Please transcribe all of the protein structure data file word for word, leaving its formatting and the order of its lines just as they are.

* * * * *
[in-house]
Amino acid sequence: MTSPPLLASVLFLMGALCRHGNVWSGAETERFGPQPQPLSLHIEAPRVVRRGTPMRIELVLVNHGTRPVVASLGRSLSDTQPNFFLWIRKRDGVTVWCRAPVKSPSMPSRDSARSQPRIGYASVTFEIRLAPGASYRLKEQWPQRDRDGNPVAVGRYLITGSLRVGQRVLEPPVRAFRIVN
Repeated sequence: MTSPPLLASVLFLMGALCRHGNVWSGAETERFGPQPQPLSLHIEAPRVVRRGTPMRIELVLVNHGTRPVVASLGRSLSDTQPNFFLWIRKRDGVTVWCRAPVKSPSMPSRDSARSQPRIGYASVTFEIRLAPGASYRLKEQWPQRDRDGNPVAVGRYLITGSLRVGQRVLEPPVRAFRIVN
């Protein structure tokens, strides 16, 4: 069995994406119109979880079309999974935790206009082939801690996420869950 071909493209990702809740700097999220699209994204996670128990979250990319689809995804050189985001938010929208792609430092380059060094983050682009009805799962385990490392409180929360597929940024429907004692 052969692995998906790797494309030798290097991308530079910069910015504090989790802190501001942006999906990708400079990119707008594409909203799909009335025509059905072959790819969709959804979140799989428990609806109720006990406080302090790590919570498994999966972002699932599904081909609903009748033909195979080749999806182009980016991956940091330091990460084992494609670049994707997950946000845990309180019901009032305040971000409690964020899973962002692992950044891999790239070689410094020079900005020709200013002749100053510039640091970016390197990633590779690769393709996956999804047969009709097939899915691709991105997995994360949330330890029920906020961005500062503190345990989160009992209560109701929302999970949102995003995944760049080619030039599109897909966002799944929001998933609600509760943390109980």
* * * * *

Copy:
[in-house]
Amino acid sequence: MTSPPLLASVLFLMGALCRHGNVWSGAETERFGPQPQPLSLHIEAPRVVRRGTPMRIELVLVNHGTRPVVASLGRSLSDTQPNFFLWIRKRDGVTVWCRAPVKSPSMPSRDSARSQPRIGYASVTFEIRLAPGASYRLKEQWPQRDRDGNPVAVGRYLITGSLRVGQRVLEPPVRAFRIVN
Repeated sequence: MTSPPLLASVLFLMGALCRHGNVWSGAETERFGPQPQPLSLHIEAPRVVRRGTPMRIELVLVNHGTRPVVASLGRSLSDTQPNFFLWIRKRDGVTVWCRAPVKSPSMPSRDSARSQPRIGYASVTFEIRLAPGASYRLKEQWPQRDRDGNPVAVGRYLITGSLRVGQRVLEPPVRAFRIVN
């Protein structure tokens, strides 16, 4: 069995994406119109979880079309999974935790206009082939801690996420869950 071909493209990702809740700097999220699209994204996670128990979250990319689809995804050189985001938010929208792609430092380059060094983050682009009805799962385990490392409180929360597929940024429907004692 052969692995998906790797494309030798290097991308530079910069910015504090989790802190501001942006999906990708400079990119707008594409909203799909009335025509059905072959790819969709959804979140799989428990609806109720006990406080302090790590919570498994999966972002699932599904081909609903009748033909195979080749999806182009980016991956940091330091990460084992494609670049994707997950946000845990309180019901009032305040971000409690964020899973962002692992950044891999790239070689410094020079900005020709200013002749100053510039640091970016390197990633590779690769393709996956999804047969009709097939899915691709991105997995994360949330330890029920906020961005500062503190345990989160009992209560109701929302999970949102995003995944760049080619030039599109897909966002799944929001998933609600509760943390109980």